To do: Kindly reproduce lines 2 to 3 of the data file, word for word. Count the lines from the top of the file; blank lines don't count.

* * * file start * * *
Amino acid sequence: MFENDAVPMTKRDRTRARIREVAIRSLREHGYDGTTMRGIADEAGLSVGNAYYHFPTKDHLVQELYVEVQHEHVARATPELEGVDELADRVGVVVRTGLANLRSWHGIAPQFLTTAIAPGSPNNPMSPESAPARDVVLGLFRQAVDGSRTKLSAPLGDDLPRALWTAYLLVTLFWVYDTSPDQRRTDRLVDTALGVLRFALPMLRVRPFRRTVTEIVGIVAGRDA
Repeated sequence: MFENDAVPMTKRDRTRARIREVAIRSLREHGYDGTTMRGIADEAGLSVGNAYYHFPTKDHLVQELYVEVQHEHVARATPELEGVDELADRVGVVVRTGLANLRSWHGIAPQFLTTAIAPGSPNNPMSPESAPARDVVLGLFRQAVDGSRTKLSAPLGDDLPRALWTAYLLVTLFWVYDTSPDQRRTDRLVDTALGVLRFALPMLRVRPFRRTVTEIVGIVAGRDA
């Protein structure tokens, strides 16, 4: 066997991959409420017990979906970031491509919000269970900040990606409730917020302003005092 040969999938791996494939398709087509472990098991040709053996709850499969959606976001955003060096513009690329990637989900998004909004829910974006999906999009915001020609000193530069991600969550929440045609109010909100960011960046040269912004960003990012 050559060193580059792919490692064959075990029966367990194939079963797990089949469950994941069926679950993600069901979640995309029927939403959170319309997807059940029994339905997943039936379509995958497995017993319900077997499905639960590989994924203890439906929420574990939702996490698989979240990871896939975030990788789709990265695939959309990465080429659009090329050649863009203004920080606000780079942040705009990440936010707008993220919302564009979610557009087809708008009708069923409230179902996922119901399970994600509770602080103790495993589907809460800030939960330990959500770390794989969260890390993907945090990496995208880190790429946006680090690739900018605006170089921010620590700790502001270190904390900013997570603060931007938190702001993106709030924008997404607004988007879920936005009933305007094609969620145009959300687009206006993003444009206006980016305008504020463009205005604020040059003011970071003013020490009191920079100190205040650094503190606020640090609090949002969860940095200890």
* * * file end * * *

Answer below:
Repeated sequence: MFENDAVPMTKRDRTRARIREVAIRSLREHGYDGTTMRGIADEAGLSVGNAYYHFPTKDHLVQELYVEVQHEHVARATPELEGVDELADRVGVVVRTGLANLRSWHGIAPQFLTTAIAPGSPNNPMSPESAPARDVVLGLFRQAVDGSRTKLSAPLGDDLPRALWTAYLLVTLFWVYDTSPDQRRTDRLVDTALGVLRFALPMLRVRPFRRTVTEIVGIVAGRDA
């Protein structure tokens, strides 16, 4: 066997991959409420017990979906970031491509919000269970900040990606409730917020302003005092 040969999938791996494939398709087509472990098991040709053996709850499969959606976001955003060096513009690329990637989900998004909004829910974006999906999009915001020609000193530069991600969550929440045609109010909100960011960046040269912004960003990012 050559060193580059792919490692064959075990029966367990194939079963797990089949469950994941069926679950993600069901979640995309029927939403959170319309997807059940029994339905997943039936379509995958497995017993319900077997499905639960590989994924203890439906929420574990939702996490698989979240990871896939975030990788789709990265695939959309990465080429659009090329050649863009203004920080606000780079942040705009990440936010707008993220919302564009979610557009087809708008009708069923409230179902996922119901399970994600509770602080103790495993589907809460800030939960330990959500770390794989969260890390993907945090990496995208880190790429946006680090690739900018605006170089921010620590700790502001270190904390900013997570603060931007938190702001993106709030924008997404607004988007879920936005009933305007094609969620145009959300687009206006993003444009206006980016305008504020463009205005604020040059003011970071003013020490009191920079100190205040650094503190606020640090609090949002969860940095200890």